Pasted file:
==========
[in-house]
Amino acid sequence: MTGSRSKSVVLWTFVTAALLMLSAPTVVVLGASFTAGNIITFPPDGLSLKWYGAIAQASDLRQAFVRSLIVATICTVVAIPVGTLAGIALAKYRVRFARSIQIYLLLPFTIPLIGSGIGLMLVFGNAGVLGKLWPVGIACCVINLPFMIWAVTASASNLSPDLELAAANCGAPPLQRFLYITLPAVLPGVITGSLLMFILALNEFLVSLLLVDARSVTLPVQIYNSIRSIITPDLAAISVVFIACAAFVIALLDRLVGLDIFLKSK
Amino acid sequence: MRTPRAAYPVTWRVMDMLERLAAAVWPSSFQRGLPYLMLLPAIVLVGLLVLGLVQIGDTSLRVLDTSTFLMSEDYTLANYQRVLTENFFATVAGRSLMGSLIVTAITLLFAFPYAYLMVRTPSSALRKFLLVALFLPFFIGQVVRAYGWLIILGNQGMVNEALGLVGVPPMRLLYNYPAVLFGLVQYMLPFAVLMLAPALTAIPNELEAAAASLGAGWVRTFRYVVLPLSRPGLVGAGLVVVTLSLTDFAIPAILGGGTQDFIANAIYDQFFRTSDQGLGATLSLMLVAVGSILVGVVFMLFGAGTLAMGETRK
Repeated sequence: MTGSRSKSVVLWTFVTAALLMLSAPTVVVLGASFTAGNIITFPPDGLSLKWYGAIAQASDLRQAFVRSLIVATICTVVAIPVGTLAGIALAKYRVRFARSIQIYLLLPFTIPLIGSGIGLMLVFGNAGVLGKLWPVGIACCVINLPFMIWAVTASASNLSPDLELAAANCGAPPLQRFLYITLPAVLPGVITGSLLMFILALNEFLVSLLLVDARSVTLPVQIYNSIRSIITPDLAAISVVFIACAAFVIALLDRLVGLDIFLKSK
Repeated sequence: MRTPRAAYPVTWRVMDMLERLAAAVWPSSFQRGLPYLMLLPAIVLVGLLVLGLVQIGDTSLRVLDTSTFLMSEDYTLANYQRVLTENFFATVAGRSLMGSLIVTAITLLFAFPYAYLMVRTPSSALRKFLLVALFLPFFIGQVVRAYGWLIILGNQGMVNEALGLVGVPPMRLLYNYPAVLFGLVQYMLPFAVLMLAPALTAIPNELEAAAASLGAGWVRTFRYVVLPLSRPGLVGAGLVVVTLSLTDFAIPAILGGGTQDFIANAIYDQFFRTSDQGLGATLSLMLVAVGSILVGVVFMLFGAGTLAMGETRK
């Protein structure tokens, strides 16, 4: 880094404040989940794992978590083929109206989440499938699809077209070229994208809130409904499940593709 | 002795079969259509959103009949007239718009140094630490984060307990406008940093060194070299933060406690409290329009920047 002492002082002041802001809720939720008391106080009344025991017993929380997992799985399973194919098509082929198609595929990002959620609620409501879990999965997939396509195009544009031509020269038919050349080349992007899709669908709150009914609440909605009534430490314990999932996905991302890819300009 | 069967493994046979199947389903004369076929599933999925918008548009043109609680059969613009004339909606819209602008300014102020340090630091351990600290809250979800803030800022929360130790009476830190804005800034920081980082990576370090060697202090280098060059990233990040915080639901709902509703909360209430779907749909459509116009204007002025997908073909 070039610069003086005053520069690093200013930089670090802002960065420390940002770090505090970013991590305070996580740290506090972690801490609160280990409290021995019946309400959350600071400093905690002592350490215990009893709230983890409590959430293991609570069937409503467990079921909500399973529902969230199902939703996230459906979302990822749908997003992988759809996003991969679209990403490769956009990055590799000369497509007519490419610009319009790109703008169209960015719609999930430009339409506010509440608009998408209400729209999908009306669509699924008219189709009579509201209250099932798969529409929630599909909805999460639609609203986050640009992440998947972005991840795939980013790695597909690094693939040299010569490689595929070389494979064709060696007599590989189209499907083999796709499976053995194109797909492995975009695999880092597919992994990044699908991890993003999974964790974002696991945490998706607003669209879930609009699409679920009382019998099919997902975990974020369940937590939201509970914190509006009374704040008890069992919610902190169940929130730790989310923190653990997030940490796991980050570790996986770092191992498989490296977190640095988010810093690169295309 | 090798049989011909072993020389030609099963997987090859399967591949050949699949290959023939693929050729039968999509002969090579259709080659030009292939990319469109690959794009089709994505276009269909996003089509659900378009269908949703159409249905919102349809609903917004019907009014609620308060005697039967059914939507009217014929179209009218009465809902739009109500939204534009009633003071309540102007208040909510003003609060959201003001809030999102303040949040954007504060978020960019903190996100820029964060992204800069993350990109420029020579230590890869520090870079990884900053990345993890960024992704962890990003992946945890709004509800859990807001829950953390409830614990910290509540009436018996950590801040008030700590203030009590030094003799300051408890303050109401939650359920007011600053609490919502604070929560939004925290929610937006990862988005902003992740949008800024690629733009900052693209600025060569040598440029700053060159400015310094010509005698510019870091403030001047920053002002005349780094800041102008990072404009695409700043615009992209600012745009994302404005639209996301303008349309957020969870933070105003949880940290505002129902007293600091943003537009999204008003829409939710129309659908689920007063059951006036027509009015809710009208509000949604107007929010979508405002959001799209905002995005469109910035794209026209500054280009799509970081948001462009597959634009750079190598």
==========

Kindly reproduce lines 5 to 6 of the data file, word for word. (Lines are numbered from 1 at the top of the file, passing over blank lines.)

Repeated sequence: MRTPRAAYPVTWRVMDMLERLAAAVWPSSFQRGLPYLMLLPAIVLVGLLVLGLVQIGDTSLRVLDTSTFLMSEDYTLANYQRVLTENFFATVAGRSLMGSLIVTAITLLFAFPYAYLMVRTPSSALRKFLLVALFLPFFIGQVVRAYGWLIILGNQGMVNEALGLVGVPPMRLLYNYPAVLFGLVQYMLPFAVLMLAPALTAIPNELEAAAASLGAGWVRTFRYVVLPLSRPGLVGAGLVVVTLSLTDFAIPAILGGGTQDFIANAIYDQFFRTSDQGLGATLSLMLVAVGSILVGVVFMLFGAGTLAMGETRK
């Protein structure tokens, strides 16, 4: 880094404040989940794992978590083929109206989440499938699809077209070229994208809130409904499940593709 | 002795079969259509959103009949007239718009140094630490984060307990406008940093060194070299933060406690409290329009920047 002492002082002041802001809720939720008391106080009344025991017993929380997992799985399973194919098509082929198609595929990002959620609620409501879990999965997939396509195009544009031509020269038919050349080349992007899709669908709150009914609440909605009534430490314990999932996905991302890819300009 | 069967493994046979199947389903004369076929599933999925918008548009043109609680059969613009004339909606819209602008300014102020340090630091351990600290809250979800803030800022929360130790009476830190804005800034920081980082990576370090060697202090280098060059990233990040915080639901709902509703909360209430779907749909459509116009204007002025997908073909 070039610069003086005053520069690093200013930089670090802002960065420390940002770090505090970013991590305070996580740290506090972690801490609160280990409290021995019946309400959350600071400093905690002592350490215990009893709230983890409590959430293991609570069937409503467990079921909500399973529902969230199902939703996230459906979302990822749908997003992988759809996003991969679209990403490769956009990055590799000369497509007519490419610009319009790109703008169209960015719609999930430009339409506010509440608009998408209400729209999908009306669509699924008219189709009579509201209250099932798969529409929630599909909805999460639609609203986050640009992440998947972005991840795939980013790695597909690094693939040299010569490689595929070389494979064709060696007599590989189209499907083999796709499976053995194109797909492995975009695999880092597919992994990044699908991890993003999974964790974002696991945490998706607003669209879930609009699409679920009382019998099919997902975990974020369940937590939201509970914190509006009374704040008890069992919610902190169940929130730790989310923190653990997030940490796991980050570790996986770092191992498989490296977190640095988010810093690169295309 | 090798049989011909072993020389030609099963997987090859399967591949050949699949290959023939693929050729039968999509002969090579259709080659030009292939990319469109690959794009089709994505276009269909996003089509659900378009269908949703159409249905919102349809609903917004019907009014609620308060005697039967059914939507009217014929179209009218009465809902739009109500939204534009009633003071309540102007208040909510003003609060959201003001809030999102303040949040954007504060978020960019903190996100820029964060992204800069993350990109420029020579230590890869520090870079990884900053990345993890960024992704962890990003992946945890709004509800859990807001829950953390409830614990910290509540009436018996950590801040008030700590203030009590030094003799300051408890303050109401939650359920007011600053609490919502604070929560939004925290929610937006990862988005902003992740949008800024690629733009900052693209600025060569040598440029700053060159400015310094010509005698510019870091403030001047920053002002005349780094800041102008990072404009695409700043615009992209600012745009994302404005639209996301303008349309957020969870933070105003949880940290505002129902007293600091943003537009999204008003829409939710129309659908689920007063059951006036027509009015809710009208509000949604107007929010979508405002959001799209905002995005469109910035794209026209500054280009799509970081948001462009597959634009750079190598």